New & Noteworthy
February 25, 2015
Thousands of years ago, humans encountered very little yeast in their diet. This all changed with the invention of beer and bread.
Now of course we didn’t include the yeast as a carbon source…we just liked fluffy bread and getting hammered. But it was a different story for the bacteria in our gut. They now found the mannans in yeast cell walls raining down on them like manna from heaven.
Unlike the Israelites, who could eat manna, most of our microbiota probably couldn’t use this newfound carbon source. But at some point, the polysaccharide utilization loci (PULs) of a few species changed so that they could now digest the mannans found in yeast cell walls. And, as a new study in Nature by Cuskin and coworkers shows, it was almost certainly a great boon for them.
They found that at least one gram negative bacterium, Bacteroides thetaiotamicron, can live on just the mannans found in the yeast cell walls. This isn’t just a cool story of coevolution either. It might actually help sick people get better one day.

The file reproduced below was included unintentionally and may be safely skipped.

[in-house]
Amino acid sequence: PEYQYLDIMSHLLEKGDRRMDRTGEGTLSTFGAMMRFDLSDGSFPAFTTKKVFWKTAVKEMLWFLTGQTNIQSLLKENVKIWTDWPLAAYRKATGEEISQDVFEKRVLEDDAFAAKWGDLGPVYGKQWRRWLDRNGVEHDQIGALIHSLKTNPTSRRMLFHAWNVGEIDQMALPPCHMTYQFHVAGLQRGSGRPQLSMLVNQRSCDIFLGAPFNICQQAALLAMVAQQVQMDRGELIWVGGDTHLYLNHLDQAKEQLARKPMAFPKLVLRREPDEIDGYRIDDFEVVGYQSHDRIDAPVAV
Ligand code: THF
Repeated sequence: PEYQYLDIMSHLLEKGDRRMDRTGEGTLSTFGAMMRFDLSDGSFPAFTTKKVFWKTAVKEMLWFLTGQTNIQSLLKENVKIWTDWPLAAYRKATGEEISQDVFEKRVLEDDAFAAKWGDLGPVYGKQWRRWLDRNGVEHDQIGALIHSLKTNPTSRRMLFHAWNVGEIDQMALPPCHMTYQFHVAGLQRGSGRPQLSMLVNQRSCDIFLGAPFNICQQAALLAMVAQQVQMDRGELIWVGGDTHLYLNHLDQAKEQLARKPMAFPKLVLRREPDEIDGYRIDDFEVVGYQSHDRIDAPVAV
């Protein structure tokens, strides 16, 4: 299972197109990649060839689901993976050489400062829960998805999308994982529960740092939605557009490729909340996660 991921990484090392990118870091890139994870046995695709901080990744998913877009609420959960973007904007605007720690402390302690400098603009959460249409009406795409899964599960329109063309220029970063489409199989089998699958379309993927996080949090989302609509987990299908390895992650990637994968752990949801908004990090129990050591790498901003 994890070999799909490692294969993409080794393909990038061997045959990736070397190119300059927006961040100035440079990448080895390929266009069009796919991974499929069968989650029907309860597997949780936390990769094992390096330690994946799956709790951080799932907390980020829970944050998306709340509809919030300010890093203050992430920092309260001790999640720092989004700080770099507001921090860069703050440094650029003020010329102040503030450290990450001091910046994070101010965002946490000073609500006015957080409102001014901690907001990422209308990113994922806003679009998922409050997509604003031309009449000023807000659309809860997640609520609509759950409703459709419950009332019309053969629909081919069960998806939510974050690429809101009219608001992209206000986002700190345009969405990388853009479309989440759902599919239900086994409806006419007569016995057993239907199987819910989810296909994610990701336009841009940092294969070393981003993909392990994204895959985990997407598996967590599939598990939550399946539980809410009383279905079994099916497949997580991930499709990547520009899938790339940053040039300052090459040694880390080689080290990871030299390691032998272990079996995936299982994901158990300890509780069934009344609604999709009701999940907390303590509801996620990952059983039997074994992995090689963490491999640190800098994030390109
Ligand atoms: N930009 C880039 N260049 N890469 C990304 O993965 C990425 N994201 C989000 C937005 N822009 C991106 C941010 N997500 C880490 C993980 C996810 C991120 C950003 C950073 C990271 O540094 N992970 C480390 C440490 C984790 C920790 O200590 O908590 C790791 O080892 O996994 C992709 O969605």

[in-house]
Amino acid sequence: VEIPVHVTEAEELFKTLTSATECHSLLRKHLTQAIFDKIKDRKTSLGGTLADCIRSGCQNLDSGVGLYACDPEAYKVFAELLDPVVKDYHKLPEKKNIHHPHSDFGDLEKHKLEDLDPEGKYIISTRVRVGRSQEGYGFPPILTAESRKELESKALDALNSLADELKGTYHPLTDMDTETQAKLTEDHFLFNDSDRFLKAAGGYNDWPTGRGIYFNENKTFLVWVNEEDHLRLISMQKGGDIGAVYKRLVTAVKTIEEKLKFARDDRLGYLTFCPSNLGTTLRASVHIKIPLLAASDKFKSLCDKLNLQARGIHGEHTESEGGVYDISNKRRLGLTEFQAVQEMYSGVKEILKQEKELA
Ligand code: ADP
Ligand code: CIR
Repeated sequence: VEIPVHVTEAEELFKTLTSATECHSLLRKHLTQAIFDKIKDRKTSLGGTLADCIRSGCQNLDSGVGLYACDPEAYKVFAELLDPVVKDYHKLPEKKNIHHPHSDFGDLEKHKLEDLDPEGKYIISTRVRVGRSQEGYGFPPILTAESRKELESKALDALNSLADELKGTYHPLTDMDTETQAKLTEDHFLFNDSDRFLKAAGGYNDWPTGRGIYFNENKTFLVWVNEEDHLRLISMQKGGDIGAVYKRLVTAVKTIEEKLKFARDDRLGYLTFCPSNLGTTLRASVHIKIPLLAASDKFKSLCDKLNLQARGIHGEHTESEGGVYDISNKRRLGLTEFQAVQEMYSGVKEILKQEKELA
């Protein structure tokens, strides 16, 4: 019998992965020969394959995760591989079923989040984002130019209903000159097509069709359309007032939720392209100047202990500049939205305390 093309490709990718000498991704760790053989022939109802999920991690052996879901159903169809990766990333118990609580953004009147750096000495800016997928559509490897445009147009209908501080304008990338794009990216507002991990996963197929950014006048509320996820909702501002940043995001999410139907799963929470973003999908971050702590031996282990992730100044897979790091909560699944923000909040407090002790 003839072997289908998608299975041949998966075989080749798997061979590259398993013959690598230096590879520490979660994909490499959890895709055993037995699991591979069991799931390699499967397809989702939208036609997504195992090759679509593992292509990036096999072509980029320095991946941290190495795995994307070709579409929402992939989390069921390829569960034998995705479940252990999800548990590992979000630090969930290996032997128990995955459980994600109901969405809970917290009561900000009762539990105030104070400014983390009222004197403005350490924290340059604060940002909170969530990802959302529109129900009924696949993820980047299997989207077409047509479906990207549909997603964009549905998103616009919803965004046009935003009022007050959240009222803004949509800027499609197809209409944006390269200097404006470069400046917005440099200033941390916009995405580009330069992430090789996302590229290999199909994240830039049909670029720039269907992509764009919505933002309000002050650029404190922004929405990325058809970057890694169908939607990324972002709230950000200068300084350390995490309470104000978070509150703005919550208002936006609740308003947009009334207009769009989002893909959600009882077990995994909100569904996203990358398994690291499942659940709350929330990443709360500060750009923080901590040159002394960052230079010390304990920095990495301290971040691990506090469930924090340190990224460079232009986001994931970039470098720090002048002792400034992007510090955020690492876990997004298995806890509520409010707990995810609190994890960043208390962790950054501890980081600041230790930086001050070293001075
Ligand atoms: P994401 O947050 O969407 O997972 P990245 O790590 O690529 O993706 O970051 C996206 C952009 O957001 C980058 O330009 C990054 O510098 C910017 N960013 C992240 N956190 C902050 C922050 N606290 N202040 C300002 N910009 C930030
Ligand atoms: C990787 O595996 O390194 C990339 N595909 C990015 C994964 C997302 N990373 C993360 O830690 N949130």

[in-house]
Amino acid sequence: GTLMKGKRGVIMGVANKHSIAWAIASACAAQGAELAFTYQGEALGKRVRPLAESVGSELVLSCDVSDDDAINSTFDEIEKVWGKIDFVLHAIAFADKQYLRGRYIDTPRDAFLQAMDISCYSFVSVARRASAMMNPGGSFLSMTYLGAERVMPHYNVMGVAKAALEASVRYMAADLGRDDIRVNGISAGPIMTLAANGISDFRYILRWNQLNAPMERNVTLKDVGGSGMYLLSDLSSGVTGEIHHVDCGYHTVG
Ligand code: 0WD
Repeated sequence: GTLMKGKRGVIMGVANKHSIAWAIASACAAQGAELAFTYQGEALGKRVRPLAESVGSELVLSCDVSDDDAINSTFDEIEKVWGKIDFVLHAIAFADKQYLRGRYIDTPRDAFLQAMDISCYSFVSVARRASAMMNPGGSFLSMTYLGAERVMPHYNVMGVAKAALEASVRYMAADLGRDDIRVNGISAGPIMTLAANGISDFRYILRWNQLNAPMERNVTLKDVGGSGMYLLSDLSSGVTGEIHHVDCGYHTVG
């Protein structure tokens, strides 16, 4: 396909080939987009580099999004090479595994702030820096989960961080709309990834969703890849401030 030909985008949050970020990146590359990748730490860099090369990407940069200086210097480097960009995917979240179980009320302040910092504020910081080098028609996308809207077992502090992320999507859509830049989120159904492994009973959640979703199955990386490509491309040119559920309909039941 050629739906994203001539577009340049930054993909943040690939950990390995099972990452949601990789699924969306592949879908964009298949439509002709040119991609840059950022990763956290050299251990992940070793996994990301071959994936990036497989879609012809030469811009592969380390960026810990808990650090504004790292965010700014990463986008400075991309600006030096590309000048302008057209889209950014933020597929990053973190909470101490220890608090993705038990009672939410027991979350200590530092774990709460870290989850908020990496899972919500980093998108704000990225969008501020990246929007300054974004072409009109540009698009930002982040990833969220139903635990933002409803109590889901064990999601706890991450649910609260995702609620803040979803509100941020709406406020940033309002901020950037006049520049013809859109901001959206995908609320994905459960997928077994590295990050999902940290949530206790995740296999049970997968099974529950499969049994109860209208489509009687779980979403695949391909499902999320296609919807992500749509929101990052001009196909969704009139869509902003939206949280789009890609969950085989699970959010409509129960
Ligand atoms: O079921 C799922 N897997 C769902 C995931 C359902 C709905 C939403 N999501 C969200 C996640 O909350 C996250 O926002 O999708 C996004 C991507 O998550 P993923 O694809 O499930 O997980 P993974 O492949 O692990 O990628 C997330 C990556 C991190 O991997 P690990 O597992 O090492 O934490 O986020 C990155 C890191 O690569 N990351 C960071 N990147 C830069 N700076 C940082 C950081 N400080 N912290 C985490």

Glycans, like the mannans found in yeast cell walls, have been implicated in autoimmune diseases like Crohn’s disease. One day doctors may be able to treat and/or prevent diseases like this by providing bacteria that can eliminate these potentially harmful mannans: a probiotic treatment for a terrible disease.
Cuskin and coworkers identified three loci in B. thetaiotamicron, MAN-PUL1, MAN-PUL2, and MAN-PUL3, that were activated in the presence of α-mannan. Deletion experiments showed that MAN-PUL2 was absolutely required for the bacteria to utilize these mannans.
The authors next wanted to determine whether the ability to use yeast cell walls as a food source provided an advantage to these bacteria. For this work they turned to a strain of mice that lacked any of their own gut bacteria.